Just when it seemed as if my local professional club in Watford had achieved some degree of stability after years of flux, it appears that they are now back in a state of chronic instability with the news that next season's head coach, former Springbok Brendan Ventner, turned up at the club this week to deliver the bombshell to some 18 members of the current playing squad that their services will not be required next season.
The idea appears to be that the jettisoned players will be replaced by (arguably cheaper) imports from South Africa and those surplus to requirements are said to include All Black lock Chris Jack, last season's Premiership player of the season Glen Jackson and, more worryingly for Sarries fans, long-serving loyal servants of the club such as Nick Lloyd, Kevin Sorrell and Ben Skirving.
The club has attempted to spin this week's events as being nothing more than good management - telling the players the position now, they say, gives the players more time to arrange contracts for next season. Although that may be the case, I'm pretty sure that the majority of loyal Fez-heads will be appalled by these developments.
Not only have they lost yet another director of rugby in Eddie Jones (who leaves at the end of the season), they also now have to face the probability of their beloved Sarries being turned into some kind of South African satellite club.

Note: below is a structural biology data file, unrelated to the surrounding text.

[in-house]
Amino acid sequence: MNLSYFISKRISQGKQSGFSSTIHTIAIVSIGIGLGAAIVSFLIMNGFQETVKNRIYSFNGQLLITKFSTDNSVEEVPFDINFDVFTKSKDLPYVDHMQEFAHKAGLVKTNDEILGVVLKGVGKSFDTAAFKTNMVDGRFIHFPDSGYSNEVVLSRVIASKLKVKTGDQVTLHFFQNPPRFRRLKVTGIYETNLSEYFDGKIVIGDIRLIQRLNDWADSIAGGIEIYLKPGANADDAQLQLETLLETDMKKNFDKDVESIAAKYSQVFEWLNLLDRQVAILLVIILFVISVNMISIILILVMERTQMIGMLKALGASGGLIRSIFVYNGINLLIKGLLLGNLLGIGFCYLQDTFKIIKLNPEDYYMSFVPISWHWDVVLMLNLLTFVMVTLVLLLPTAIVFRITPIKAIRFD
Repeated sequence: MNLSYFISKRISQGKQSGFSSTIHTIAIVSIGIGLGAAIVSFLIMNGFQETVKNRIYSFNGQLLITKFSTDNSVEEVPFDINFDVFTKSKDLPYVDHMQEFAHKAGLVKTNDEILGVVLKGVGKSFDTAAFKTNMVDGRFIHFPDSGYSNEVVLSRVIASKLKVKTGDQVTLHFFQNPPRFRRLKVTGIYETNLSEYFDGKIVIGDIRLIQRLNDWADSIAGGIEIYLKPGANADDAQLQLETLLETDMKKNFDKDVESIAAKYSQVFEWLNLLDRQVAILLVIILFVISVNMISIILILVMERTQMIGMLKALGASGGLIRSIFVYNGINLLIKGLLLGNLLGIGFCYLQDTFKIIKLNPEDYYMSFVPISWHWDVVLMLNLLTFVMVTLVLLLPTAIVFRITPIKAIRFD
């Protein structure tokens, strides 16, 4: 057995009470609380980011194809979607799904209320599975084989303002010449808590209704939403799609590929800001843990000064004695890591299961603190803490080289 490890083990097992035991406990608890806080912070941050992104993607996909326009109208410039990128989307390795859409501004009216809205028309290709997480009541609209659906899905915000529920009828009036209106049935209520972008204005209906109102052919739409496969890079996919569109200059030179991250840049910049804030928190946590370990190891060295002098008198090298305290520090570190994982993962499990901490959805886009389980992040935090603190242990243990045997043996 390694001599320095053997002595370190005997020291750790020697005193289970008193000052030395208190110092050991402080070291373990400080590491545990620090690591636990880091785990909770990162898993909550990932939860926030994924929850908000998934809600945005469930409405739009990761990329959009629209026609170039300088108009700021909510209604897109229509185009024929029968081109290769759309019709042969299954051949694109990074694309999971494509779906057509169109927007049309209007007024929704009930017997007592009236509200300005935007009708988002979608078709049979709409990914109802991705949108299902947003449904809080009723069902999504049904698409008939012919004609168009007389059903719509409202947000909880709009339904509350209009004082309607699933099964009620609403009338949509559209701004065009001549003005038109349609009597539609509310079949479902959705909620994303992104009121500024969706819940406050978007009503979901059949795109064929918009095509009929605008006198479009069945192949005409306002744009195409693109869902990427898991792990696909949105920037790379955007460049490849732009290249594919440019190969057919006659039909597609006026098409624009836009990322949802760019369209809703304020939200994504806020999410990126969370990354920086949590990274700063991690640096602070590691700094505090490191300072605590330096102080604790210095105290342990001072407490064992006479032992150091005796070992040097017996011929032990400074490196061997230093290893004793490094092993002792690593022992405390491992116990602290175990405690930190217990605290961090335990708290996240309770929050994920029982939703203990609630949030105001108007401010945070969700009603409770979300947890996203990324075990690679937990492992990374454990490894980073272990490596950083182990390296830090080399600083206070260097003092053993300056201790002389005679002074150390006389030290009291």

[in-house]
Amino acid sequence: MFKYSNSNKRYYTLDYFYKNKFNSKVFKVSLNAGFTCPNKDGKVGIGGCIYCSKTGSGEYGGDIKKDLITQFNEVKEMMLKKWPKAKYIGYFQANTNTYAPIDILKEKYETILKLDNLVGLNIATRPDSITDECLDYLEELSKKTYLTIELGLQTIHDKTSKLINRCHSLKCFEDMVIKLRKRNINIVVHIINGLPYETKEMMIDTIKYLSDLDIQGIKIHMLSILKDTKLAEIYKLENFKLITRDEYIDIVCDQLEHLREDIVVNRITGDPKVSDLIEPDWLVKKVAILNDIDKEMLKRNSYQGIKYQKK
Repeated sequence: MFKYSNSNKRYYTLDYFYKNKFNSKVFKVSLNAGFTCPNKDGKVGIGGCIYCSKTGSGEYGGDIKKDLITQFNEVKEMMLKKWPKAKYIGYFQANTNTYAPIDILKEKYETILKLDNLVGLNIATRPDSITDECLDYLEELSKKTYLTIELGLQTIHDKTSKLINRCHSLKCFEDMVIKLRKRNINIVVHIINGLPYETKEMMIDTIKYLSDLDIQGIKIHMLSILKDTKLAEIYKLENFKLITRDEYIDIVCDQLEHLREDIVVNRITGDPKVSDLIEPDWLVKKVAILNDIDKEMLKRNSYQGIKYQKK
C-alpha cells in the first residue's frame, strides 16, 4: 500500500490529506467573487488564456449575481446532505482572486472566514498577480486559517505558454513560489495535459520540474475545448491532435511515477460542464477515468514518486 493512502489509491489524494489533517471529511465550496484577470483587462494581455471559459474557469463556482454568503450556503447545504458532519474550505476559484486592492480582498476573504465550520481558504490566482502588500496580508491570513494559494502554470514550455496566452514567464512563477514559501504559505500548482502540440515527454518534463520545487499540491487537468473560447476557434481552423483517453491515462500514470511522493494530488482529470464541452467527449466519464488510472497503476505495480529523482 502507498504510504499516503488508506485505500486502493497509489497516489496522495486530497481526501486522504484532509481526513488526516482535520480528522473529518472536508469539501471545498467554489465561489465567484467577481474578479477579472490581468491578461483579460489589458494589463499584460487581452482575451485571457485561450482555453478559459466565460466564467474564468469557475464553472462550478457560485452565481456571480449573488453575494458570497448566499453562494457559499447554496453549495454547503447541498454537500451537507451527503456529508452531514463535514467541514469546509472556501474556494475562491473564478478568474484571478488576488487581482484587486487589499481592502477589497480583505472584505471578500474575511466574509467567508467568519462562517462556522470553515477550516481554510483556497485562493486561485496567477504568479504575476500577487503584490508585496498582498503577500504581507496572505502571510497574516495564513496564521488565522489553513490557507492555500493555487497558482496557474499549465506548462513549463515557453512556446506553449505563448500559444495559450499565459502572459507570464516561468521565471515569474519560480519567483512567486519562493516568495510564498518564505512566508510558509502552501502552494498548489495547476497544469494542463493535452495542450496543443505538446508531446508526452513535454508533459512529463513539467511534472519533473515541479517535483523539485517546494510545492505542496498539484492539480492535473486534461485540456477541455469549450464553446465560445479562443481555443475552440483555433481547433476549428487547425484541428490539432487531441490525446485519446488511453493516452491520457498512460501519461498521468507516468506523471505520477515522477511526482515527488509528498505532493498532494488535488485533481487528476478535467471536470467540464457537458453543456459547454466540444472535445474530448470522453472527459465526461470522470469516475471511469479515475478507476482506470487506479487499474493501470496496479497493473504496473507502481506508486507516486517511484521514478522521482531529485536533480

It's pretty obvious now that Eddie's reasons for leaving were less to do with the family reasons quoted and more to do with the direction in which the club was heading, that direction firmly being a club based on a South African playing staff to go alongside the South African coach, South African Chief Executive and South African owners.
Rumours of a move from Watford to Fulham, a home from home for Sarfie expats, are rife and it may be that, having alienated the loyal support that the club has worked so hard to build through its community links with local schools and rugby clubs in Watford and the surrounding area, the new regime will have little option but to head elsewhere to find itself a new audience - a risky strategy, despite the substantial South African population in SW London.
So, can anything be done? Calls for a quota of overseas players per club are a non-starter, the Kolpak ruling meaning that South Africans are treated as EU residents for the purposes of European Law and therefore cannot be restricted from working in EU countries.
What I would like to see, as a start, is for Premier Rugby to abandon its umbrella funding policy whereby it distributes the cash received from the RFU under the EPS agreement equally among its member clubs. Those clubs that produce England players should be rewarded - those that decide to rely on foreign talent should simply be left to fend for themselves. Yes, there's a danger that certain clubs will prosper more than others and such a move will be of little comfort to Sarries fans in the short term, but it's about time Premier Rugby grew a pair and showed some leadership on this issue.
Meanwhile Eddie Jones faces the near impossible job of trying to coach a bunch of entirely demotivated players through to the end of the season.